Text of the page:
The future of philanthropy belongs to a certain structure of nonprofit, and the shape and goal of that nonprofit structure will forever change the way fundraising is conceived and executed.
It is the most basic of structures:
- An individual embraces a cause and grows to comprehensive maturity in it
- The individual gathers around herself a community of practice and trains them to grow to comprehensive maturity in the cause
- Members of that community of practice gather communities of practice around themselves and train those communities to grow to comprehensive maturity in the cause
Growing to comprehensive maturity in a cause entails learning how to impact that cause both directly and in concert with others seeking to impact the cause. The nonprofit organization is nothing other than everything that occurs after the “and” in the previous sentence, i.e.:
A nonprofit organization is a community of practice acting in concert to impact the cause.
Fundraising, then, is nothing other than the coordinated giving that occurs as a community of practice acts in concert to impact the cause.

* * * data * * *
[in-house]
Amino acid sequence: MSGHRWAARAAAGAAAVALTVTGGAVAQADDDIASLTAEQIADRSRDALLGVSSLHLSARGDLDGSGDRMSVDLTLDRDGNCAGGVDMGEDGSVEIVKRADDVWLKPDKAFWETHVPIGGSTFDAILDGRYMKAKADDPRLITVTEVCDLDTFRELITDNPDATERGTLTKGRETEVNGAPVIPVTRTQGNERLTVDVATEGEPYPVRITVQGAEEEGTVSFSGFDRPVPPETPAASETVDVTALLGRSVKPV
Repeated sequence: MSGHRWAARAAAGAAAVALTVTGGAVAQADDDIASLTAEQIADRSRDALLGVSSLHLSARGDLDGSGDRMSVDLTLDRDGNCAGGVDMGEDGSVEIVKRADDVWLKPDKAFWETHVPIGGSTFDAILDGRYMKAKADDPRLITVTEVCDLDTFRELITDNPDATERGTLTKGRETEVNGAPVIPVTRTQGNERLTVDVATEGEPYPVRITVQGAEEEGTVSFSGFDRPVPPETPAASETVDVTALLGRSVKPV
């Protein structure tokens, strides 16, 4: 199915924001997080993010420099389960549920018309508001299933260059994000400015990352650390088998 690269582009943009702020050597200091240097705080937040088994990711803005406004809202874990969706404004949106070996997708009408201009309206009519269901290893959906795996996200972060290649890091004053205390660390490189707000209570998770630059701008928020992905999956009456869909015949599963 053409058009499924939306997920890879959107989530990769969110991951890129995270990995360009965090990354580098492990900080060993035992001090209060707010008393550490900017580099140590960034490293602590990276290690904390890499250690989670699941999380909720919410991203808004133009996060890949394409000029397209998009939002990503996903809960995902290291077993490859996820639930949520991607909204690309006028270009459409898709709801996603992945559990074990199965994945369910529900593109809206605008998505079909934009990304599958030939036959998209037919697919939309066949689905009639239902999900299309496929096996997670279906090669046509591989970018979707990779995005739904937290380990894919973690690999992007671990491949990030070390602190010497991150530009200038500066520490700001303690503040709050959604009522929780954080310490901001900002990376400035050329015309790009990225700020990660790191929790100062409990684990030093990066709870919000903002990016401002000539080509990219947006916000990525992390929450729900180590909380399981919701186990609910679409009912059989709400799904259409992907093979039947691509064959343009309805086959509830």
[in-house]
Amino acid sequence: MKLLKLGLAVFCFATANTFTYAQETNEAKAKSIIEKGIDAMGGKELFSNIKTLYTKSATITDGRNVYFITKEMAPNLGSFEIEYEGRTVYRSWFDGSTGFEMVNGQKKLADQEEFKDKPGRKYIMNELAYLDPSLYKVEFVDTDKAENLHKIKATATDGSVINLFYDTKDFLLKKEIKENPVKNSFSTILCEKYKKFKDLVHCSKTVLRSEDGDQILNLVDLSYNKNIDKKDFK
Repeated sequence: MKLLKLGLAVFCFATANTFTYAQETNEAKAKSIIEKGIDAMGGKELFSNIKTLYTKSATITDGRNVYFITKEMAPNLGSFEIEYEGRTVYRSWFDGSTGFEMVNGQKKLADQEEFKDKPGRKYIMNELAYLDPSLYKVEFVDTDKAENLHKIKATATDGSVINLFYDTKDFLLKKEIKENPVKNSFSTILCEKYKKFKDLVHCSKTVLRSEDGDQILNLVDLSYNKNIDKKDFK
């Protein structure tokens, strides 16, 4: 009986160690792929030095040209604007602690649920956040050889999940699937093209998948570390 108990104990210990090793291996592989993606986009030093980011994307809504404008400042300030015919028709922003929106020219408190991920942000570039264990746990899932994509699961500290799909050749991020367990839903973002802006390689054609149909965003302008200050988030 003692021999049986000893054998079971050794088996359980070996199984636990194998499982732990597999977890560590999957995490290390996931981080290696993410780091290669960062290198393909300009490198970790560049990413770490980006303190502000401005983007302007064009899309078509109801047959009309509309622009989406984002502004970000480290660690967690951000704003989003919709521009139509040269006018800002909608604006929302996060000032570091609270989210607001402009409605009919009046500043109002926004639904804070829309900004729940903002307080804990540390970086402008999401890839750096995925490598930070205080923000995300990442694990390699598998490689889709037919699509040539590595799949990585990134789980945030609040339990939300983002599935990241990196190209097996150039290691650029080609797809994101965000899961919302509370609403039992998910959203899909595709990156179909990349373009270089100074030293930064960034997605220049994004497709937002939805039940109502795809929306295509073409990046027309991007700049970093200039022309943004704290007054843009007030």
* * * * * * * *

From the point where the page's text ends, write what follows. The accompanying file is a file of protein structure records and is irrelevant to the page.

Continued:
Enter Carolyn Hook on her Acronym blog, who was listening to a sermon recently where a pastor opined, “Marketing is what happens when relationship fails”.
That sentiment is eminently sensible in light of this understanding of nonprofits and fundraising. Marketing becomes a (poor) substitute for an individual gathering a community of practice around her as a result of having been a part of a community of practice where she learned to grow to full maturity in a cause that engaged her.
Marketing, in other words, is the price nonprofits pay for having donors instead of cause champions.
Donors are largely inert. They don’t reproduce. Cause champions reproduce by nature because they are taught that such reproduction is essential to achieving that to which the cause aspires.
Carolyn sharpens the question up for us nicely:
How can we form and multiply relationships that matter and inspire members instead of relationships that have a goal of developing and maintaining a membership base in order to generate profit for our organizations?
- Read our recent three-part series about sustainable fundraising, starting here.
- Thank and disband your donor file. They’re a luxury that will distract you wholesale from creating a community of practice.
- Gather around yourself a community of practice whom you train to be as mature in the cause as yourself. (You might find some candidates in that donor file you just disbanded under point 2.)
- Train them to gather around themselves a community of practice whom they train to be as mature in the cause as you enabled them to be.
- Embrace the reality that your nonprofit is nothing more or other than the vehicle for the shared action of the communities of practice you’ve initiated.
Or, as David Armano advocates in HBR, Fire Your Marketing Manager and Hire A Community Manager.